Four years have passed since the Dave Matthews Band released their last studio album. After filling in the time with two live albums, an interview album and a popular acoustic tour with Tim Reynolds, the Dave Matthews Band have finally released, “”Everyday.””
“”Under The Table & Dreaming”” was the first major release that introduced Dave and his band to the rest of the world. “”Crash”” was released in 1996, and by then the entire world was familiar with the eclectic acoustic guitar sound, Matthews’ smooth and sexy vocals and the lively sounds of the rest of the band.
In 1998, with “”Before These Crowded Streets,”” the Dave Matthews Band began to explore new ground with their sound by including a gospel choir and experimenting more with their melodies and their sound. But they remained distinctively Dave Matthews songs.
Their recent release of “”Everyday”” continues to show the progression of the Dave Matthews Band and the evolution of their sound. The album may be difficult to listen to at first because it doesn’t have the obviously catchy tunes found in previous songs like “”Ants Marching”” and “”Crash.””
The chord progressions are more complex and the melodies are a bit more difficult to find. Much of the pop edge has been wiped away and it reveals a much broader sound that requires a little patience.
Carter Beauford’s drums have not changed much; they are one of the most varied and eclectic of any drummer in music today. Bass player Stefan Lessard is the youngest member of the band, but he has developed into quite a talented bass player. There is even a touch of keyboard in many of the tracks
Saxophone player Leroi Moore and violinist Boyd Tinsley have been pushed to new musical levels. Moore adds the flute and the contra-bass clarinet to his usual duties on the baritone, alto and tenor sax. Tinsley actually used a wah-wah pedal to push the tones on his violin to new heights. Tinsley even offers his vocal talents on various songs, especially on “”I Did It.””
The most obvious change in the latest evolution of the Dave Matthews Band sound is the use of electric guitars by Matthews. The lush acoustic sound has been slowly replaced by the rough edge of electric guitars and even a baritone guitar on several tracks.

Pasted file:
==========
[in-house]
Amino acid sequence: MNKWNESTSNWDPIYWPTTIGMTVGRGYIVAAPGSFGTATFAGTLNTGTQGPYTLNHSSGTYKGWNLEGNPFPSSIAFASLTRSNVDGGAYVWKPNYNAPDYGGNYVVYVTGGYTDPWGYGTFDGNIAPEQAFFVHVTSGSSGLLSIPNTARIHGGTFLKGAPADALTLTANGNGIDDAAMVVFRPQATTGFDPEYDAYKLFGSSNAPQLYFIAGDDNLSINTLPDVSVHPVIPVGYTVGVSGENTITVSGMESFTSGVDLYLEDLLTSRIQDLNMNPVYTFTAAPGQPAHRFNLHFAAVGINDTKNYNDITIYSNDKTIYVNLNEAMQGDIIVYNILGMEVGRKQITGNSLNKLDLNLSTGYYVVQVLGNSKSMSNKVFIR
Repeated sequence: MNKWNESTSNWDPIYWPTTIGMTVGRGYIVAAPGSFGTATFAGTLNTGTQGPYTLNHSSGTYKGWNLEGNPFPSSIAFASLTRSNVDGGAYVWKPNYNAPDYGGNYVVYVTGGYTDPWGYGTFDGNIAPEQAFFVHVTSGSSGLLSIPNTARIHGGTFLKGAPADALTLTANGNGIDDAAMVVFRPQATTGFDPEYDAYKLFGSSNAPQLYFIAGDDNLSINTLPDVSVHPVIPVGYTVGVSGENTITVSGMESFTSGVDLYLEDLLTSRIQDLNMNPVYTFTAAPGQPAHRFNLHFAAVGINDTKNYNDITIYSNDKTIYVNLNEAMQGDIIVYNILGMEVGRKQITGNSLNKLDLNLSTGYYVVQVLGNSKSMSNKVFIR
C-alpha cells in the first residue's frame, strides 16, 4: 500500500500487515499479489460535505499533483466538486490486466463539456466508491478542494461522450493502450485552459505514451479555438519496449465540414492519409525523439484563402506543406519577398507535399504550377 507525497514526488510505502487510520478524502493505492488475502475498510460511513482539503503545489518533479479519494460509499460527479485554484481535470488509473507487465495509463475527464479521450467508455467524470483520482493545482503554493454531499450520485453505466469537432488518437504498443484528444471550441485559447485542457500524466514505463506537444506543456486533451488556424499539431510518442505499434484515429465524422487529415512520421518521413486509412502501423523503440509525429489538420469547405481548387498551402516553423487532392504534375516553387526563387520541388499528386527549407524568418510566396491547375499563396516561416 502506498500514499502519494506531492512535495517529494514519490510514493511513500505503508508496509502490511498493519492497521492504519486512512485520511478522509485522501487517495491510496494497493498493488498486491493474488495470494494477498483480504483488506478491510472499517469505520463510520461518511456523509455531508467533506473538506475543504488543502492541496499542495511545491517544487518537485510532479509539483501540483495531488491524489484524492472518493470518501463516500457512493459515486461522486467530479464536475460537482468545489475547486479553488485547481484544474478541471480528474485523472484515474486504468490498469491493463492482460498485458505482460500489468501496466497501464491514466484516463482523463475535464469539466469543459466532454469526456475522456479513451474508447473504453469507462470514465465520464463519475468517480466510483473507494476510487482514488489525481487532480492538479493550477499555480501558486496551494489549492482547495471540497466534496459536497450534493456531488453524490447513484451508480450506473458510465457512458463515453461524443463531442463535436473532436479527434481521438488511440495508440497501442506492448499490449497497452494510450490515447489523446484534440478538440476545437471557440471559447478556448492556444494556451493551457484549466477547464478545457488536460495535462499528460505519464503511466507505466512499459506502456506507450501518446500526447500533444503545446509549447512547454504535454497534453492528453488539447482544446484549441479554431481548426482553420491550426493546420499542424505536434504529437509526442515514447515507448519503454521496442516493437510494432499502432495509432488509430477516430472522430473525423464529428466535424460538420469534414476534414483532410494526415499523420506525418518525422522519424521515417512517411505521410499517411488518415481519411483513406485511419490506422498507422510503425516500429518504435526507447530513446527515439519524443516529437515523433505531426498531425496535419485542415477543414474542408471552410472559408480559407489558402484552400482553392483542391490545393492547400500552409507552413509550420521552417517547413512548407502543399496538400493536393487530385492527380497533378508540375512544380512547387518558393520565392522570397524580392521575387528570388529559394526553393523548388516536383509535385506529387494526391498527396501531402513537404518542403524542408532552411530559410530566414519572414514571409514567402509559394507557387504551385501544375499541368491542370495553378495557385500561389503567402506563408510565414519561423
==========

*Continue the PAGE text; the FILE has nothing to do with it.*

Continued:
Here is a track-by-track listing of the new album by the Dave Matthews Band:
Every song on “”EVERYDAY””
“”I Did It””
This song has been getting a lot of radio play and is heavily bass-driven. “”I Did It”” sets the tone for the rest of the album with its thick bass line and guitars. The chorus has a melody that is vaguely reminiscent of Aerosmith, and Tinsley drops a little spoken-word element into the middle of the track.
“”When the World Ends””
This track also follows the pattern of a thick bass line. There is definitely a smooth groove to the song, but it seems to follow the same formula and flavor of “”I Did It.””
“”The Space Between””
The electric guitar is very apparent in the first few seconds of this track. It is distinctly different from the acoustic ballads of previous Dave Matthews songs. The chorus has some Toto-esque elements with cascading and atmospheric guitar riffs.
“”Dreams of Our Fathers””
With the first three notes you automatically think “”Satellite,”” but with the pace of and vocal complexity of “”Too Much.”” There is also a Police-like feel to the guitar part.
A funky guitar jam opens up this track and it can be the perfect song to cruise down the city streets with the top down. The vocals are strong and soaring, but the lyrics a bit too simplified.
“”If I Had It All””
The acoustic guitar makes its first appearance in the early moments of the track, but then returns to the heavy bassline.
“”What You Are””
Riverdance comes to mind with the string arrangements in this song. But the song offers a lot of beautiful harmonies and dark undertones in the chorus.
A soft saxophone drives this entire song. “”Angel”” stands as one of the strongest tracks on the album, with a relaxing beat and vintage Dave Matthews singing; the kind that makes you swoon.
“”Fool To Think””
There is a blatant “”Message in a Bottle”” vibe to this song. It seems as if the band took the first notes on the guitar riff of the famous Police song. Even the drum beats and the rim shots are straight from the Police school of thought.
“”Sleep to Dream Her””
Dave Matthews’ sultry vocals are prominent in this song, which is backed by weeping strings and a soft syncopated, almost ska-like guitar part. Then it gives way to a theatrical string arrangement and showcases the plaintive saxophone of Moore.
This song features Carlos Santana and percussionist Karl Perrazo. The lovely Spanish guitar softly picks in the background with Santana’s trademark electric guitar. There is a definitely a Latin flavor to this song that makes for a solid song and a future radio hit.
The uplifting title track has the support of the gospel choir sound, which was introduced in “”Before These Crowded Streets.”” This is much lighter than the rest of the album and it returns to the classic acoustic guitar sound. It’s a song that makes you glad that you were patient enough to listen to the entire album.
Once you’re done, try the album again and you’ll find that these tracks really grow on you.